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Why retailers are wrong to stop discounting

It’s been widely reported that the Australian retail industry is in dire straits, with Myer being the latest to admit they’re struggling after profits tumbled 80 per cent. The department store has recently announced plans to roll out a radical new discount store format, like TJ Maxx, in response to ‘discount fatigue’.

Many retailers are simultaneously being urged to break out of the discount cycle because they won’t be able to compete with Amazon on price. Whilst the mixed messages about what’s best for business might be confusing, we’re forgetting the most important element – the customer.

If you think businesses are doing it tough, consumers are doing it tougher. Australian household incomes have grown by less than the price of a coffee a year since 2008. The combination of rising house prices, utility and grocery prices mixed with stagnant income growth has meant that Aussies have significantly less cash to spare when it comes to shopping.

Price is more important than ever to the customer, and moving away from discounts is a step backwards. It would be a mistake for retailers to stop discounting all together, rather they need to be more strategic in their approach.

Aussies still love a bargain, and we know they are increasingly turning to sale periods. found that 84 per cent of shoppers feel more satisfaction when they buy something on sale. New research even suggests that one in 10 Australians can only afford second hand clothing. Retailers need to take this into account if they want to draw in the average Aussie shopper.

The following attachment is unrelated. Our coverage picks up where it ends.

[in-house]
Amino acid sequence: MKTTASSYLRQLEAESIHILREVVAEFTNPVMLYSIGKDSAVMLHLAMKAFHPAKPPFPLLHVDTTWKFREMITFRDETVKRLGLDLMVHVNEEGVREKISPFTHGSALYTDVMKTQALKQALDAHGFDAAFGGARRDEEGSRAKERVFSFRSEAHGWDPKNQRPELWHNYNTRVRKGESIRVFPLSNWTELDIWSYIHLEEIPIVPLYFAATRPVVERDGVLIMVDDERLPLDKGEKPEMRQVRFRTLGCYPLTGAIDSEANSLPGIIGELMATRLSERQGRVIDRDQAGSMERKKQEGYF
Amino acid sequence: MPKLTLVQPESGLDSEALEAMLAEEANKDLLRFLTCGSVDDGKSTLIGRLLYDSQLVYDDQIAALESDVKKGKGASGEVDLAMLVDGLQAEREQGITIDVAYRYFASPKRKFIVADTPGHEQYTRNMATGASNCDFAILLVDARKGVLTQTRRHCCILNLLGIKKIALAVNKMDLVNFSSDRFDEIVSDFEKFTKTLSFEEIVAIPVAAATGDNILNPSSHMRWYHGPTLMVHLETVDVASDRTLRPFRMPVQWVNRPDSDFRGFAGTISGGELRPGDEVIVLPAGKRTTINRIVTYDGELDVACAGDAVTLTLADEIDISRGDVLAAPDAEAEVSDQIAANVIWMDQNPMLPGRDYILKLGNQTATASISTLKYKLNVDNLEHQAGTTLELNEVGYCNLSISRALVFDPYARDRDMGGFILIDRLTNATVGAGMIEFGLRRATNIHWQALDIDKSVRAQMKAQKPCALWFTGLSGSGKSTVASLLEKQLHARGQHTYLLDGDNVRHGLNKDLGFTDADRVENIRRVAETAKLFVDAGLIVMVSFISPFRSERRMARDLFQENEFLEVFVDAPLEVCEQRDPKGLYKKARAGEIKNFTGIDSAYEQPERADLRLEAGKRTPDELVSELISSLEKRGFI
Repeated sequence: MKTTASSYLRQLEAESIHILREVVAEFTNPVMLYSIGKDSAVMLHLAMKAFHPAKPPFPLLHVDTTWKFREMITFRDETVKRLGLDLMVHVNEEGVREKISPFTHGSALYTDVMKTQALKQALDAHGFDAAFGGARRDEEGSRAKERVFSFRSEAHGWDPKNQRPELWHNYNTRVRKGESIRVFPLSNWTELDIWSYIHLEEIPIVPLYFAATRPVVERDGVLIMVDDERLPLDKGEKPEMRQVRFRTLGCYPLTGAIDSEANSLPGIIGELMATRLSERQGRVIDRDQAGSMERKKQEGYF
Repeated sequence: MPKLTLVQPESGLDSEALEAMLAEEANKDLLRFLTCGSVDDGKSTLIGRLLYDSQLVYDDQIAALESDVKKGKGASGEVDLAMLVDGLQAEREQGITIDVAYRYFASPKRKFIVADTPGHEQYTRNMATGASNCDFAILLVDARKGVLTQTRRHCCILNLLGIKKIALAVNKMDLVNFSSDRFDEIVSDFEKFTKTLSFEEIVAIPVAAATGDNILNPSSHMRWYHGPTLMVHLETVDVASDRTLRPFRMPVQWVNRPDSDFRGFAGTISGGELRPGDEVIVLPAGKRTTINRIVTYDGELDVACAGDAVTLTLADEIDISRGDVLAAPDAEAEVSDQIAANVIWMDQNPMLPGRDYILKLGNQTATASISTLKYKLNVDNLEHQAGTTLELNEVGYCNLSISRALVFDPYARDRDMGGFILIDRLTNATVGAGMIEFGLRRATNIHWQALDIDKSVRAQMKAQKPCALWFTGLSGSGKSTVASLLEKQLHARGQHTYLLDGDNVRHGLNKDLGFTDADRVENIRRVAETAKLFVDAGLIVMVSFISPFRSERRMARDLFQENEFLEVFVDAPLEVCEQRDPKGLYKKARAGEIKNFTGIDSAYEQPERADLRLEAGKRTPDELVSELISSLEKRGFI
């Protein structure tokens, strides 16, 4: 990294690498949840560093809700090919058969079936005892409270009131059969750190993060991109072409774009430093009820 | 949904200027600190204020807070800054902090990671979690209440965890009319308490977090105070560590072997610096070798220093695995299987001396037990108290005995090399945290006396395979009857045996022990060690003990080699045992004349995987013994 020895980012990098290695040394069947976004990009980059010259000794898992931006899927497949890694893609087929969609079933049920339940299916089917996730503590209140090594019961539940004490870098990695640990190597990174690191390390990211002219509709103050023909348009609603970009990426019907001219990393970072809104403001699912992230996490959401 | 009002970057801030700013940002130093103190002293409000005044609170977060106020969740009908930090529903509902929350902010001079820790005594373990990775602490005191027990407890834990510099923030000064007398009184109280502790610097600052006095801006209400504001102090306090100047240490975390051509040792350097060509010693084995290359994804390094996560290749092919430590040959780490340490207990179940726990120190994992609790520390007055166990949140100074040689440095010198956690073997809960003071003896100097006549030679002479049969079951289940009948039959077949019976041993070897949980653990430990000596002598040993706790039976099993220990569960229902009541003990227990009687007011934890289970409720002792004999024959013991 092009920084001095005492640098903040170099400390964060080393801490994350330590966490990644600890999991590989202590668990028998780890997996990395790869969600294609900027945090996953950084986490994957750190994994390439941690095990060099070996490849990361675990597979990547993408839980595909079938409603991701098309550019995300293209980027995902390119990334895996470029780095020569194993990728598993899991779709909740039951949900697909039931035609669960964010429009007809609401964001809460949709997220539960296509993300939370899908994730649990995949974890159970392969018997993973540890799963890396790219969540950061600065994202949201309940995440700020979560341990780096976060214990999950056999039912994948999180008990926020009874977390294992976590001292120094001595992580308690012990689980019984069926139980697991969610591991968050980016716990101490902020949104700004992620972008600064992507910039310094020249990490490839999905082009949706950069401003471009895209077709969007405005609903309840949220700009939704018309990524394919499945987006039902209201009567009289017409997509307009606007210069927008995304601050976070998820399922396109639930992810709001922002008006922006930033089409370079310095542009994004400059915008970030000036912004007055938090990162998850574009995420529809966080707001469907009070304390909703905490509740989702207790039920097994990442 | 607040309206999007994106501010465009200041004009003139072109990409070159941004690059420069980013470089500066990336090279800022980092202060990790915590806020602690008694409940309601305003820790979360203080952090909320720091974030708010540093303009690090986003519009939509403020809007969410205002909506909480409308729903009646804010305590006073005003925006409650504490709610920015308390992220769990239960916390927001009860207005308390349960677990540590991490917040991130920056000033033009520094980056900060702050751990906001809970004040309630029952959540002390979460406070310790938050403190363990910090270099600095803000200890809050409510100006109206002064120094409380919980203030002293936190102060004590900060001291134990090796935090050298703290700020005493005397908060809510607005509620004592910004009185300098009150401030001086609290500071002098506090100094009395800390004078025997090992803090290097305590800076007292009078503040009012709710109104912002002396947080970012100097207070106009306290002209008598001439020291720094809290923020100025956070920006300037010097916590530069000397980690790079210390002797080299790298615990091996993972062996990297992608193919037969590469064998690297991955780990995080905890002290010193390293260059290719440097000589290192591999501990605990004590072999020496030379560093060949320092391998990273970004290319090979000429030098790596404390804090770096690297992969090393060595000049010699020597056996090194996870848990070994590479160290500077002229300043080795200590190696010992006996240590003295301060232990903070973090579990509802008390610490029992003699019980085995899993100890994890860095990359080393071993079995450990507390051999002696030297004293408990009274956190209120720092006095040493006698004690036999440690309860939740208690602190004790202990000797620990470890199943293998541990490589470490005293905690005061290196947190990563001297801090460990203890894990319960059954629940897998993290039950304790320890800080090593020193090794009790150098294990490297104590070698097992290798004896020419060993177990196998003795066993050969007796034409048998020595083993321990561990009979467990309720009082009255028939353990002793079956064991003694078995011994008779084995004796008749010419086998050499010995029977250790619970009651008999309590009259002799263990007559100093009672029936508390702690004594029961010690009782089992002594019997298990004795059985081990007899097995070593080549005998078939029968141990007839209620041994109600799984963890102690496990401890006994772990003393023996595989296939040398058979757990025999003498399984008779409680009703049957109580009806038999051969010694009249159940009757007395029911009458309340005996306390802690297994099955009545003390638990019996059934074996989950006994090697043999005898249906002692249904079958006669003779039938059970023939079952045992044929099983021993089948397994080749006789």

Retailers are guilty of taking advantage of customers’ love for a discount. Constant, and what at times feels like year-long, sales have worn down customers and turned them away – the exact opposite response retailers want to evoke. In the mind of the customer, a year-long sale doesn’t present itself as a good deal they’d be silly not to jump on. These days, customers are cluing into these strategies and argue if a retailer can afford to sell items at such a discounted price all year round, then they are grossly marking up their products. Proving there can be too much of a good thing.

Consumers not only want discounts, but they want them to be thrilling. They love ‘treasure hunting’ and finding an ‘absolute steal’, because that sense of accomplishment is what they crave from the retail experience. Customers continue to drive a hard bargain, and are finding creative ways to do so. From searching for promo codes online just before check-out, or even waiting until the retailer approaches them with further incentives to complete their purchase after abandoning their shopping cart. Customers want to feel like they’ve outsmarted the retailer, so why not let them.

More targeted sales peaks can drive consumers to retailers at the right time. Having discounted prices at our fingertips does not create any sense of urgency and ultimately discourages customers from interacting with your brand at the times you want them to.

Not all retailers can afford to offer low prices all the time, like Kmart’s model. But events like Vogue Fashion Night Out, which occurs only three times a year, have been successful in driving high levels of traffic and sales to brands because of the ‘rarity’ of such an event.

The likes of Burberry, Dior, and Louboutin usually refrain from regular discounts because it ‘detracts’ from what the brand has built its reputation to embody – exclusivity. But during VFNO, they offer exclusive deals to customers strategically because it adds to the sense of urgency and ultimate satisfaction the customer gets from purchasing high-priced goods below RRP. Retailers need to give customers a sense of power when they find (what seems like) a rare deal.

It’s not about showing your hand; it’s about playing your cards right.

Isabella Marco is marketing manager at

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